usually power outages are several hours max. I do have a portable
propane camp stove and several cylinders of gas for it. Hot water
is natural gas so no power isn't a problem either. Have a generator
coming and some gas cans that I'll keep filled and rotate the gas out
for the tractor and snow blower to keep it fresh.

That's about it for us. We're never low on food cause the wife buys
in bulk at Costco and always buys plenty of cases of water and
powerade. Always keep a manual can opener on hand.

Oh and there's no trees near the house. I have a chain saw and
cut them all down years ago to widen my driveway.
 

weeniewawa

it's a man, baby!!!
May 21, 2005
12,076
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Hell,California
#14
rechargeable batteries and solar powered chargers for the batteries and cell phones

they also make crank chargers like the crank to power radios which is another good item

mosquito repellant

buy stuff in bulk and get a Foodsaver vacuum machine and pack non perishables away. besides the emergency use, the dollar isn't getting any better and food prices are only going up.

and for water storage, look on craigslist for food grade poly drums or totes that are new or were used for something like pastry filling that is easy to clean out and not bad for you.

also getting devices like BBQs and generators that run on propane and stocking up on propane tanks since the gas needs not to be rotated or treated to last a long time
 

Ballbuster1

In The Danger Zone...
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Aug 26, 2002
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#16

Motor Head

HIGHWAY TRASH REMOVAL
Jan 23, 2006
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Land of hicks and rubes.
#17
Power -
6500 watt generator
(4) 55 gallon barrels of gasoline (only 1 is full, the others can be filled and back home within 20 minutes)
(4) Propane tanks filled, plus a partial one I use on my BBQ grill
I also keep fuel stablizer on hand.

Water -
(4) 55 gallon food grade barrels
(1) water purifier

Food -
We can eat like pigs for months, or stretch it out for a couple years.


Long term plan-
Because I live in an area with close to 1M people within a 60 mile radius, I will abandon my home. I'm not much of a prepper and live close enough to town for the shaninigans to be at my door within a week or two from a total breakdown. My only real plan if the shit hits the fan is to load up my pickup with food, water, generator and extra gas and bug out to my brother in laws farm. It's remote, sits 5 miles off a small highway in Southwestern Iowa. Good land, lots of nearby water plus water wells, lots of critters to eat and my brother in law is knowledgeable about making moonshine, doing reloads and his wife is one hell of a cook and knows how to can food. The best part of this arrangement is most of his neighbors are capable of being self sufficient. The only worry would be mauraders, but after fuel supplies dry up they won't be very mobile.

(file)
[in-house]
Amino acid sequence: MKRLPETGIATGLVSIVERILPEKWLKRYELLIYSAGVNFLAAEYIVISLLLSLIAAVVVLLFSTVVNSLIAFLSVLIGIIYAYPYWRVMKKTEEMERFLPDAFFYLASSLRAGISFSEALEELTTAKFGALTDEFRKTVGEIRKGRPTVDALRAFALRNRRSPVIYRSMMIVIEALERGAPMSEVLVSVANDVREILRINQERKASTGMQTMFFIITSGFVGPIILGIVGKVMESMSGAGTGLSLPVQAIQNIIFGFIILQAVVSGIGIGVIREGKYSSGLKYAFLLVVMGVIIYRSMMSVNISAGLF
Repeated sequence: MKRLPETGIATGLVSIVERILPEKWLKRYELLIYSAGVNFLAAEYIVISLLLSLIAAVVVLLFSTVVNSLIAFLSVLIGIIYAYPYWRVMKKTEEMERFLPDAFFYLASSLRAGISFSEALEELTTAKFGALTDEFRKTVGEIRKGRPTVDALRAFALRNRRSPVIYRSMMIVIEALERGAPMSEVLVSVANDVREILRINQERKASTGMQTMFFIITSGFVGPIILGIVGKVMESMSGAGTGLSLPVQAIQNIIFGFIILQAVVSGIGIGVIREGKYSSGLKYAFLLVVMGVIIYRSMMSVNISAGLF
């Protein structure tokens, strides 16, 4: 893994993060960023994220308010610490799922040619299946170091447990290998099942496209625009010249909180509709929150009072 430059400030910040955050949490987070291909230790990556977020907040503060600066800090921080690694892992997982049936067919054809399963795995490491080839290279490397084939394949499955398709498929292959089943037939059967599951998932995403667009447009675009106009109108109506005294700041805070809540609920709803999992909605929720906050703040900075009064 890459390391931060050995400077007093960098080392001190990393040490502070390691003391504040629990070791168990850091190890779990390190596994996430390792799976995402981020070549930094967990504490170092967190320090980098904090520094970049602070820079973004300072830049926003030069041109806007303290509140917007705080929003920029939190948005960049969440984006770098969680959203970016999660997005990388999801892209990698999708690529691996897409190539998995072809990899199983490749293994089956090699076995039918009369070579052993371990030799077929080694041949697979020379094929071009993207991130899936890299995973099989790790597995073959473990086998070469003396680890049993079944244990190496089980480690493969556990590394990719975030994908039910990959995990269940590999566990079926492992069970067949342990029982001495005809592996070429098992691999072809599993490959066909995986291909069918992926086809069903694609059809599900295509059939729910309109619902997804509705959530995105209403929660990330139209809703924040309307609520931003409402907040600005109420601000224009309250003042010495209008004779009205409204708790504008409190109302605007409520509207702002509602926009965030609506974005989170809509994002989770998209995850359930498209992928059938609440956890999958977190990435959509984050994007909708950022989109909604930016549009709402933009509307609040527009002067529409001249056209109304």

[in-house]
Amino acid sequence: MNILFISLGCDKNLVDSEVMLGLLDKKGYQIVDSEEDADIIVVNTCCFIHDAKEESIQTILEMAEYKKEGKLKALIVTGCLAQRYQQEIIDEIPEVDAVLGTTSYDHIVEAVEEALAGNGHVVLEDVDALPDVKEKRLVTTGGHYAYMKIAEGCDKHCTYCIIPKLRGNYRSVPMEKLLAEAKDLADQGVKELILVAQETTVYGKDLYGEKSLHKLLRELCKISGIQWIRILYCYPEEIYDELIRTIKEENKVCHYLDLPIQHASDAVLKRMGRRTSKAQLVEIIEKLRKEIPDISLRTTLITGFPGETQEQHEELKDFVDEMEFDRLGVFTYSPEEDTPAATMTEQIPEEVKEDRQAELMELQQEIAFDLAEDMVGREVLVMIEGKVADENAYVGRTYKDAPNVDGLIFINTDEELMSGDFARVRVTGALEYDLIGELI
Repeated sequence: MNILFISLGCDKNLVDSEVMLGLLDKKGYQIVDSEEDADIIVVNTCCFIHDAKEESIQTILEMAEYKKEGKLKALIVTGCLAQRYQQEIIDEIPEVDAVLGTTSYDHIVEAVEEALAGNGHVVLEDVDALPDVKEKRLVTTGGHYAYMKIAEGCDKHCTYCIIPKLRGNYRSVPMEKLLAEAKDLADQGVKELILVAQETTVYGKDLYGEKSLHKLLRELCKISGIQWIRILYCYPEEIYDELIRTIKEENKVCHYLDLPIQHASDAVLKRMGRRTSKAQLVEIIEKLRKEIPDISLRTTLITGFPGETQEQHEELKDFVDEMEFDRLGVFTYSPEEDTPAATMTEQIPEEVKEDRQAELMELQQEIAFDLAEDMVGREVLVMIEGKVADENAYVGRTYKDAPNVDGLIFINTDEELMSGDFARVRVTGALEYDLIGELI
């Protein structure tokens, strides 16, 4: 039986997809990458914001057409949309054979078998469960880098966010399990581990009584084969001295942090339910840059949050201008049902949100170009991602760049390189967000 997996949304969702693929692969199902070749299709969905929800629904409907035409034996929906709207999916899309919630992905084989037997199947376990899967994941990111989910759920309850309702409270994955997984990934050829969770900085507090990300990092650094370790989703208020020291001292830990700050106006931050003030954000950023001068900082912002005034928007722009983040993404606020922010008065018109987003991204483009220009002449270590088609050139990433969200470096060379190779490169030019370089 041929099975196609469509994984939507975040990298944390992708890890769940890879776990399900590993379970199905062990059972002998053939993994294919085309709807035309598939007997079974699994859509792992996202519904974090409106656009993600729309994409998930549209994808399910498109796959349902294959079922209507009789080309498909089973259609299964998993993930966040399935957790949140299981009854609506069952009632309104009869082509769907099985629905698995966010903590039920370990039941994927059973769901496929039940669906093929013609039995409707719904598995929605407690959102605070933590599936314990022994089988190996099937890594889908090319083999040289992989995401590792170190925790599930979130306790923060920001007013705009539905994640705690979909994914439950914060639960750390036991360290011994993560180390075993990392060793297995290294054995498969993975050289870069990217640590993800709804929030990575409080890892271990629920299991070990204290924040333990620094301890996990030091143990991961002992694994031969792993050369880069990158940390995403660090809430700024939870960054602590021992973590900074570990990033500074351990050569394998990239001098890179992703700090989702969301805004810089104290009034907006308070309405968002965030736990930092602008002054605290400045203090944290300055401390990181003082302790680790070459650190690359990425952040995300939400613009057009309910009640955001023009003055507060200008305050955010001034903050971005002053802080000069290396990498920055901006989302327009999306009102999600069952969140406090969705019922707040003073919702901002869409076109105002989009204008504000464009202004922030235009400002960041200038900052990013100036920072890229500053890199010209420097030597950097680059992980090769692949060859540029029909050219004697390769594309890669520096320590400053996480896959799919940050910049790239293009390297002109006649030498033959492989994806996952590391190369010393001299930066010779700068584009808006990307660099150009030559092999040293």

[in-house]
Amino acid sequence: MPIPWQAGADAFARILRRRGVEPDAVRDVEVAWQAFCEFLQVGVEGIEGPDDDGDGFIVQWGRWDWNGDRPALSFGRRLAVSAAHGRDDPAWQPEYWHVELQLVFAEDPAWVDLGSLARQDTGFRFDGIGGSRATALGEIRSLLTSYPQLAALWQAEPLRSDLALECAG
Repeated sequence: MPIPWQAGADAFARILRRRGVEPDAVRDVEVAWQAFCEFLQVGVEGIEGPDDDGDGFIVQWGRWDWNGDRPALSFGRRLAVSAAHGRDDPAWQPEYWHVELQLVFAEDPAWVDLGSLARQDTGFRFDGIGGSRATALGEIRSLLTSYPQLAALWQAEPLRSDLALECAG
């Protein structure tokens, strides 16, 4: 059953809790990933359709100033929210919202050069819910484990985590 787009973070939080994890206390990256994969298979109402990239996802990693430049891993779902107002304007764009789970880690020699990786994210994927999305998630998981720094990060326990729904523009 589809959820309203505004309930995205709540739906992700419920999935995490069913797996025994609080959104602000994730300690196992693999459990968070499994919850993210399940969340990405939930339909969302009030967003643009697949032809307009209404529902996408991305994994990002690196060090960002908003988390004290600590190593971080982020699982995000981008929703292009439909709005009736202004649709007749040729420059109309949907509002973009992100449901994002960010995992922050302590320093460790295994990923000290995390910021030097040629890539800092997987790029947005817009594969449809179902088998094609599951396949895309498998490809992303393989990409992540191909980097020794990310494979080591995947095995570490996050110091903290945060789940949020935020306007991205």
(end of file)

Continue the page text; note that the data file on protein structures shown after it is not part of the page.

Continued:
I guess the hardest part would be knowing when it's time to go. Face it, if a guy like me who is very dedicated to his job decides "I'm done", then shit has gotten bad. I will already have my family hiding out in Iowa. I figure when I'm down to a quarter tank of gas in my cruiser and there is no way of getting more gas without having to shoot somebody for it - I will call it quits and make a high speed burn for the farm. That's provided somebody hasn't popped a new asshole in my head of course.

Nuclear war - We'd be dead, too close to air base.

Epidemic - I'd be one of the first ones to get the cure if they have one. We would have to hole up, because there is no way we would be welcomed onto an extremely rural farm potentially exposing others in the area of catching the bug.

EMP attack - Fucked, going back to the caveman days means I'm too far away from the farm to walk. Not sure how far I'm willing to go to survive. I will kill intruders of course, but I'm not sure I could stomach becoming a problem to others.

Zombie type of epidemic - fuck y'all, I'm bugging out because I'm not hanging in an area where a potential of a half a million zombie mouths are gnashing their teeth. Take my chances at the farm, and be ready to hit the road The Walking Dead style.

I do ponder one thing, a life without WB. Who would I say horrible things to? People with a horrific sense of humor are rare. No Opie & Anthony, with little Yimmy. Would you really not want to just burn all your shit down and gargle a shot gun blast?
 
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d0uche_n0zzle

**Negative_Creep**
Sep 15, 2004
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#18
Weapons other than firearms. Cold Steel has some great, low cost, functional weapons.

One of my favorites is the Indian War Club. Just red Loctite the steel insert and you'll have one of the best skull smashing weapons ever made.